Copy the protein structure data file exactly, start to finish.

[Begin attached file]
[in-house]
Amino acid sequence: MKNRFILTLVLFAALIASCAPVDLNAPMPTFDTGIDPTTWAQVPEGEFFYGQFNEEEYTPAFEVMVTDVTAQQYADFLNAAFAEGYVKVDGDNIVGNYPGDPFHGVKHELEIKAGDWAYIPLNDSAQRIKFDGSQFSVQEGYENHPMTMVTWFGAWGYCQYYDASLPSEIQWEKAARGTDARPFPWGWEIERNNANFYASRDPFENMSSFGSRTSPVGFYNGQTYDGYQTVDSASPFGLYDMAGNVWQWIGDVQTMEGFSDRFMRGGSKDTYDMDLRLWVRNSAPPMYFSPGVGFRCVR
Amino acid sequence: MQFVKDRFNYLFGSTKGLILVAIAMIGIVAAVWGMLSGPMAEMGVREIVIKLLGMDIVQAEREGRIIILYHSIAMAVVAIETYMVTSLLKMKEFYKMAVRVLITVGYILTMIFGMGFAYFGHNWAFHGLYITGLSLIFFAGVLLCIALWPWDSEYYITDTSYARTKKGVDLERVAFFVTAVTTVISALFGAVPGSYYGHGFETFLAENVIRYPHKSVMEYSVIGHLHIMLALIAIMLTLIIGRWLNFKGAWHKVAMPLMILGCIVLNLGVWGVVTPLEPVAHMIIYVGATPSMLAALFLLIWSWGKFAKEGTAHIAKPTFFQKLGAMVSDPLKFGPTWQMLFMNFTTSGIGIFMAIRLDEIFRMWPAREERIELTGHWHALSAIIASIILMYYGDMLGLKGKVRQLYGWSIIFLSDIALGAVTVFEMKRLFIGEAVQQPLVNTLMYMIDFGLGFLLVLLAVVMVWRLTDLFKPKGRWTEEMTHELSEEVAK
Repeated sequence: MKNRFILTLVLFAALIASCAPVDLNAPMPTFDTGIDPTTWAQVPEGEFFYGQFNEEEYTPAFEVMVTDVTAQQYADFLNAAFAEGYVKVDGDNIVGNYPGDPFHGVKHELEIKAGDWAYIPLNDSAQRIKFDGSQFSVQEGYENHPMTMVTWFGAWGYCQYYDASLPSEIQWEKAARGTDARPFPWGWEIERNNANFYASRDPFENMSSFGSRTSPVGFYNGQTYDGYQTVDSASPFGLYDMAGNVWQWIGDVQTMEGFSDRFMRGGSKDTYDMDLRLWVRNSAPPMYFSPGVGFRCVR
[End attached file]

[in-house]
Amino acid sequence: MKNRFILTLVLFAALIASCAPVDLNAPMPTFDTGIDPTTWAQVPEGEFFYGQFNEEEYTPAFEVMVTDVTAQQYADFLNAAFAEGYVKVDGDNIVGNYPGDPFHGVKHELEIKAGDWAYIPLNDSAQRIKFDGSQFSVQEGYENHPMTMVTWFGAWGYCQYYDASLPSEIQWEKAARGTDARPFPWGWEIERNNANFYASRDPFENMSSFGSRTSPVGFYNGQTYDGYQTVDSASPFGLYDMAGNVWQWIGDVQTMEGFSDRFMRGGSKDTYDMDLRLWVRNSAPPMYFSPGVGFRCVR
Amino acid sequence: MQFVKDRFNYLFGSTKGLILVAIAMIGIVAAVWGMLSGPMAEMGVREIVIKLLGMDIVQAEREGRIIILYHSIAMAVVAIETYMVTSLLKMKEFYKMAVRVLITVGYILTMIFGMGFAYFGHNWAFHGLYITGLSLIFFAGVLLCIALWPWDSEYYITDTSYARTKKGVDLERVAFFVTAVTTVISALFGAVPGSYYGHGFETFLAENVIRYPHKSVMEYSVIGHLHIMLALIAIMLTLIIGRWLNFKGAWHKVAMPLMILGCIVLNLGVWGVVTPLEPVAHMIIYVGATPSMLAALFLLIWSWGKFAKEGTAHIAKPTFFQKLGAMVSDPLKFGPTWQMLFMNFTTSGIGIFMAIRLDEIFRMWPAREERIELTGHWHALSAIIASIILMYYGDMLGLKGKVRQLYGWSIIFLSDIALGAVTVFEMKRLFIGEAVQQPLVNTLMYMIDFGLGFLLVLLAVVMVWRLTDLFKPKGRWTEEMTHELSEEVAK
Repeated sequence: MKNRFILTLVLFAALIASCAPVDLNAPMPTFDTGIDPTTWAQVPEGEFFYGQFNEEEYTPAFEVMVTDVTAQQYADFLNAAFAEGYVKVDGDNIVGNYPGDPFHGVKHELEIKAGDWAYIPLNDSAQRIKFDGSQFSVQEGYENHPMTMVTWFGAWGYCQYYDASLPSEIQWEKAARGTDARPFPWGWEIERNNANFYASRDPFENMSSFGSRTSPVGFYNGQTYDGYQTVDSASPFGLYDMAGNVWQWIGDVQTMEGFSDRFMRGGSKDTYDMDLRLWVRNSAPPMYFSPGVGFRCVR